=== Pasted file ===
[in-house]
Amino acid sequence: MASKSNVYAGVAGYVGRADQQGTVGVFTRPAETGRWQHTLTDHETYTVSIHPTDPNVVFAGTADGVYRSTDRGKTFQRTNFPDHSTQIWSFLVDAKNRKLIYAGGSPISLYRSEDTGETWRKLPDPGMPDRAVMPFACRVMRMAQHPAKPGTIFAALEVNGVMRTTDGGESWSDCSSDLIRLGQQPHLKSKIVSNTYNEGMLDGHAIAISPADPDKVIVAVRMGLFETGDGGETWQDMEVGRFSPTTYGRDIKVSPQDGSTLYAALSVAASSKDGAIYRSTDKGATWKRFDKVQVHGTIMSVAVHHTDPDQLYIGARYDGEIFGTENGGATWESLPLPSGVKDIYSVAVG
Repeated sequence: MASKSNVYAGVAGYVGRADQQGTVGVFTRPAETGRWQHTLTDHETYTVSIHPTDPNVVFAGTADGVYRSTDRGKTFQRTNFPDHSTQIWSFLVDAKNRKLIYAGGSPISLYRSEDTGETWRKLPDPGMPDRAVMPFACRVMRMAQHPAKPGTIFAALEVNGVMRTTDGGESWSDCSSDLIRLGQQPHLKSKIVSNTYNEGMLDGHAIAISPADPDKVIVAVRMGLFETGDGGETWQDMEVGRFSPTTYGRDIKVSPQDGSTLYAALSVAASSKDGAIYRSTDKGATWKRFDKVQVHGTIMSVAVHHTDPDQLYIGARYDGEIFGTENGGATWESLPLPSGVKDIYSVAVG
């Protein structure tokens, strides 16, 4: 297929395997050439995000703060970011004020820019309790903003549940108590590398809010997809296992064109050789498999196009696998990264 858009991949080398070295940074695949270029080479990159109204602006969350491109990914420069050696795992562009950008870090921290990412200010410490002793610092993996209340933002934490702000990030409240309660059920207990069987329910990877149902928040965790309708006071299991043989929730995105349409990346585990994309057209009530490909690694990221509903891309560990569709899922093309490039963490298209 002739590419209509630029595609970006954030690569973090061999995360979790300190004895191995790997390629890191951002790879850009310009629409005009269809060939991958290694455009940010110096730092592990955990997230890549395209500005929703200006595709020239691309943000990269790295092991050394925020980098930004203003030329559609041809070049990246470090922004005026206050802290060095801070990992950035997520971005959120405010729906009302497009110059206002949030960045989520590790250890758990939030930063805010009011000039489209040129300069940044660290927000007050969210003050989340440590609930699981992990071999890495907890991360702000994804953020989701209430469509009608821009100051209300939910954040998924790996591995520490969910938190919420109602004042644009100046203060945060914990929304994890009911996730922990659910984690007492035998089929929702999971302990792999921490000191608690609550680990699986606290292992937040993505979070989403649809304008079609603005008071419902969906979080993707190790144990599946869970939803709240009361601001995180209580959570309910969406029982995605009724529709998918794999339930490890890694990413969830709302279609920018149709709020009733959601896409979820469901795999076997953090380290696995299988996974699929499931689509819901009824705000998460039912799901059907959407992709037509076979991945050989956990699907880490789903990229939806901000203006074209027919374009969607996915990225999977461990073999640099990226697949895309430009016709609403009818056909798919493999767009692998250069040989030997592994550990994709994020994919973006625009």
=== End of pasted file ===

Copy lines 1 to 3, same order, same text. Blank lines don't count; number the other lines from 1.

[in-house]
Amino acid sequence: MASKSNVYAGVAGYVGRADQQGTVGVFTRPAETGRWQHTLTDHETYTVSIHPTDPNVVFAGTADGVYRSTDRGKTFQRTNFPDHSTQIWSFLVDAKNRKLIYAGGSPISLYRSEDTGETWRKLPDPGMPDRAVMPFACRVMRMAQHPAKPGTIFAALEVNGVMRTTDGGESWSDCSSDLIRLGQQPHLKSKIVSNTYNEGMLDGHAIAISPADPDKVIVAVRMGLFETGDGGETWQDMEVGRFSPTTYGRDIKVSPQDGSTLYAALSVAASSKDGAIYRSTDKGATWKRFDKVQVHGTIMSVAVHHTDPDQLYIGARYDGEIFGTENGGATWESLPLPSGVKDIYSVAVG
Repeated sequence: MASKSNVYAGVAGYVGRADQQGTVGVFTRPAETGRWQHTLTDHETYTVSIHPTDPNVVFAGTADGVYRSTDRGKTFQRTNFPDHSTQIWSFLVDAKNRKLIYAGGSPISLYRSEDTGETWRKLPDPGMPDRAVMPFACRVMRMAQHPAKPGTIFAALEVNGVMRTTDGGESWSDCSSDLIRLGQQPHLKSKIVSNTYNEGMLDGHAIAISPADPDKVIVAVRMGLFETGDGGETWQDMEVGRFSPTTYGRDIKVSPQDGSTLYAALSVAASSKDGAIYRSTDKGATWKRFDKVQVHGTIMSVAVHHTDPDQLYIGARYDGEIFGTENGGATWESLPLPSGVKDIYSVAVG